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The Gaming Industry’s Big Data Revolution: How Casinos Big and Small Can Drive Customer Acquisition, Retention, and Loyalty

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Imagine if the second someone walked onto your casino, you knew: the color they just painted their living room, the fact that they just had a baby, their favorite places to shop, their love of martinis, and the last few vacations they’d gone on.

It’s not far off.

We buy everything online—paint swatches, strollers, barware, flight tickets. And with the rise of loyalty programs, big data, and online tracking pixels—marketers can have greater insight than ever before into their customer’s day-to-day lives.

All this is just to say: neglecting a data strategy is a huge missed opportunity for your casino’s marketing efforts. And when you leverage your customer data—you change the way you optimize rewards, encourage loyalty, and distinguish yourself from your competitors.

In this article we’ll cover:

    • How casinos used data in the past—and the game-changing ways you can start using data now.
    • The ways customer data can influence every stage of your marketing strategy.
  • The unique advantage data gives you, in an attempt to win over customer loyalty.

Customer data then: the green sombrero test

None of this is completely new.

For decades, Casinos have relied on quantitative metrics to make small operational changes. But it was done in ways that were limited, or imprecise.

In the past, the best example of “tracking customer analytics” was a green sombrero test—an experiment run by Ceasars to see if cash giveaways on bus trips were generating a profit.

And the “green sombrero”  here was not a metaphor.

They literally gave everyone on a bus $20, and green sombreros. And they watched how the people in the hats behaved.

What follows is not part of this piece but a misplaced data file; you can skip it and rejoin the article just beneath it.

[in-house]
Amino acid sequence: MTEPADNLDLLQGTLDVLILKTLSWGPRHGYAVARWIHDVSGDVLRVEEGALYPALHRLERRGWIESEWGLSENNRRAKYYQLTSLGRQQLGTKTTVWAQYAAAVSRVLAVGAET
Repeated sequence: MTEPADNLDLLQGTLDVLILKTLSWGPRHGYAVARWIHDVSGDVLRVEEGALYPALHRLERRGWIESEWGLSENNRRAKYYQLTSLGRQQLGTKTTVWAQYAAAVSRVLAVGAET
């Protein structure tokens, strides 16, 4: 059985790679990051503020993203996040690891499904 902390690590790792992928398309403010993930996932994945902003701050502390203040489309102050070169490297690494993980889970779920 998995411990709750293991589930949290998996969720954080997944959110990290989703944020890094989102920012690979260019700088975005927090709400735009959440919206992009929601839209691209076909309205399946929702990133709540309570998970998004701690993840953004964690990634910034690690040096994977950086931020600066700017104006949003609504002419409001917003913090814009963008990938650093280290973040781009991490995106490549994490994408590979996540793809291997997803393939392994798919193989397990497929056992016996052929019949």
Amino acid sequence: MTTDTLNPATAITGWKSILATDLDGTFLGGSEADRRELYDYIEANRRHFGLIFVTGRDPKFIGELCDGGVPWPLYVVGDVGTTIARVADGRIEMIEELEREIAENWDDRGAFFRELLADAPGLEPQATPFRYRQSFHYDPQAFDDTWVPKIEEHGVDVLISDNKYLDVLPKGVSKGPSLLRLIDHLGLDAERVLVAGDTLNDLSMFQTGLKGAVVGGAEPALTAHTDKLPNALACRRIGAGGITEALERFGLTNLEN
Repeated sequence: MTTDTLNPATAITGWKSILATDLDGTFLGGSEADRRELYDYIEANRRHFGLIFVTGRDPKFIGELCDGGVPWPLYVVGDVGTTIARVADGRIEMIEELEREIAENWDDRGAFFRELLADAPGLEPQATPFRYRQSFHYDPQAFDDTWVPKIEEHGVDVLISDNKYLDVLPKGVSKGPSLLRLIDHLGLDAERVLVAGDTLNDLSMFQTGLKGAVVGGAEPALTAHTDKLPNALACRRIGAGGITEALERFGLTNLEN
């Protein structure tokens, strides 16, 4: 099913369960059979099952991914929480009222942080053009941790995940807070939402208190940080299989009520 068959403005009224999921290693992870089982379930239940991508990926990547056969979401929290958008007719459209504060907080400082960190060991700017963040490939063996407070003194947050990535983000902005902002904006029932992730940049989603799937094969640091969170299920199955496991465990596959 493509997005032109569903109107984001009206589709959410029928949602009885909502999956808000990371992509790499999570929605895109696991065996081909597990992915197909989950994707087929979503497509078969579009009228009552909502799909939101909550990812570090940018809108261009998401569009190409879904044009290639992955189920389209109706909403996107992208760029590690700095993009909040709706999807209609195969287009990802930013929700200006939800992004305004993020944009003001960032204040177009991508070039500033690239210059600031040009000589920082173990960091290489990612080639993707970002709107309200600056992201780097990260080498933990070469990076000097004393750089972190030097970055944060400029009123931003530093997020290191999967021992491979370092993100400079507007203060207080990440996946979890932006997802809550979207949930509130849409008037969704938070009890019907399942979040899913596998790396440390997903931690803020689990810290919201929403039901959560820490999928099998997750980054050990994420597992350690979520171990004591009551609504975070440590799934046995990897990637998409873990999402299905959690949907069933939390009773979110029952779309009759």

Casinos have evolved since then, but they’ve still fallen behind other industries in their use of analytics.

Here’s are a few ways it’s worked in the last decade:

    • Casinos would note how much a certain type of slot machine got played. They would make informed decisions about which slot machines to purchase in the future—based on which themes were more appealing.
    • Casinos would keep track of what performers or special events brought in the best crowds—and book accordingly in the future.

But all this still falls short of how other industries have leveraged customer data—as frustrated executives across the industry have noted. Most of this comes down to the lack of customer data being collected—and the fact customers behavior is only being collected at specific times: in the casino, while they play in an online casino, or throughout an accompanying resort.

Customer data now: winning customers, and improving products

The team at Caesars has come a long way from passing out hats on busses.

Their chief analytics officer, Gene Lee, has broken down their new analytics goals into two categories: customer and product. On the customer side—they’re using behavioral data to start offering smarter incentives, at strategic times. On the product side: they’re looking to develop their offerings as a whole based on how people engage with their casinos and results.

This takes a solid understanding of their customer behavior within their casino—something they can track with a solid casino management system.

But if customer loyalty, and customer behavior, is really about free upgrades and better incentives, casinos can go a step further than just offering people food discounts when they might be hungry, or a room upgrade when they extend their stay.

Robust loyalty programs offer rich data about customers, their preferences, and their needs—outside of just what you can observe within a casino or resort.

Coalition loyalty, specifically, is on the rise across most major industries. Relying on affiliates, coalition loyalty programs allow business to reward their customers with points whenever they make purchases with partner businesses.

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That may sound dense—but here’s what it means for casinos.

In the past, customers might drop casino loyalty programs, or be resistant to pick one up in the first place. If they only play a few times a year, and they can only earn points when they play—it might not be worth the trouble of juggling another set of rewards.

With coalition loyalty—they earn points when they shop online, anywhere your program partners with. And casinos earn data—as a result of what they buy.

Give the people what they want: transforming your casino’s marketing with customer data.

Whether it’s a green sombrero, a rich casino management system, or a powerful customer loyalty program—there are more ways to collect customer data than ever before.

So once you have it—how do you use it?

Let’s talk about how data can revolutionize how your casino marketing: goal-by-goal, use case-by-use case.

Customer Acquisition:

Knowing your existing customers better, means you can appeal to new customers more effectively.

Say, for example, one of your coalition loyalty program partners is Target.